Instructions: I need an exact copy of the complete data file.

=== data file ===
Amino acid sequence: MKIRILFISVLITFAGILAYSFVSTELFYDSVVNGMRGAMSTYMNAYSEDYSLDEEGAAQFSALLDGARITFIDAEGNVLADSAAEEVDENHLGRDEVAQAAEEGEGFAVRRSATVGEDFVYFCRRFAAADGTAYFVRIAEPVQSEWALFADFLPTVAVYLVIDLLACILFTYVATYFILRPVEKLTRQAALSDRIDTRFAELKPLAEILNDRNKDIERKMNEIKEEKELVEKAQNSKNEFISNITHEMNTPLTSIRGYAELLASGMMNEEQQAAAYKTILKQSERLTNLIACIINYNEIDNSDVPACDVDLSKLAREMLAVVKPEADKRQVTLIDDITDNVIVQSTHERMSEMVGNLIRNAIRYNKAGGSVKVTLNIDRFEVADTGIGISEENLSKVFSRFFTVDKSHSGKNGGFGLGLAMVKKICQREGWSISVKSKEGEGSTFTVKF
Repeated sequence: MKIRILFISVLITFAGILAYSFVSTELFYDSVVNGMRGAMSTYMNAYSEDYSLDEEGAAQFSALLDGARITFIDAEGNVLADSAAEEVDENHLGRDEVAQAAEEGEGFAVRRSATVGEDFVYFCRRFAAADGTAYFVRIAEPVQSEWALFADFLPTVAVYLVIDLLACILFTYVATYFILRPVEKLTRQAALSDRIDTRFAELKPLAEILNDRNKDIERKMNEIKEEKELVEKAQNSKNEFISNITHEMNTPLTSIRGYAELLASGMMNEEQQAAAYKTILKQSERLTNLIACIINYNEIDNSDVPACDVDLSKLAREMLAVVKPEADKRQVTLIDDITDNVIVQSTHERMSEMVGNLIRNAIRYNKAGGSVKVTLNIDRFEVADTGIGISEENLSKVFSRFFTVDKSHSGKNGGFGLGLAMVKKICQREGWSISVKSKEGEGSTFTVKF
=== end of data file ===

Amino acid sequence: MKIRILFISVLITFAGILAYSFVSTELFYDSVVNGMRGAMSTYMNAYSEDYSLDEEGAAQFSALLDGARITFIDAEGNVLADSAAEEVDENHLGRDEVAQAAEEGEGFAVRRSATVGEDFVYFCRRFAAADGTAYFVRIAEPVQSEWALFADFLPTVAVYLVIDLLACILFTYVATYFILRPVEKLTRQAALSDRIDTRFAELKPLAEILNDRNKDIERKMNEIKEEKELVEKAQNSKNEFISNITHEMNTPLTSIRGYAELLASGMMNEEQQAAAYKTILKQSERLTNLIACIINYNEIDNSDVPACDVDLSKLAREMLAVVKPEADKRQVTLIDDITDNVIVQSTHERMSEMVGNLIRNAIRYNKAGGSVKVTLNIDRFEVADTGIGISEENLSKVFSRFFTVDKSHSGKNGGFGLGLAMVKKICQREGWSISVKSKEGEGSTFTVKF
Repeated sequence: MKIRILFISVLITFAGILAYSFVSTELFYDSVVNGMRGAMSTYMNAYSEDYSLDEEGAAQFSALLDGARITFIDAEGNVLADSAAEEVDENHLGRDEVAQAAEEGEGFAVRRSATVGEDFVYFCRRFAAADGTAYFVRIAEPVQSEWALFADFLPTVAVYLVIDLLACILFTYVATYFILRPVEKLTRQAALSDRIDTRFAELKPLAEILNDRNKDIERKMNEIKEEKELVEKAQNSKNEFISNITHEMNTPLTSIRGYAELLASGMMNEEQQAAAYKTILKQSERLTNLIACIINYNEIDNSDVPACDVDLSKLAREMLAVVKPEADKRQVTLIDDITDNVIVQSTHERMSEMVGNLIRNAIRYNKAGGSVKVTLNIDRFEVADTGIGISEENLSKVFSRFFTVDKSHSGKNGGFGLGLAMVKKICQREGWSISVKSKEGEGSTFTVKF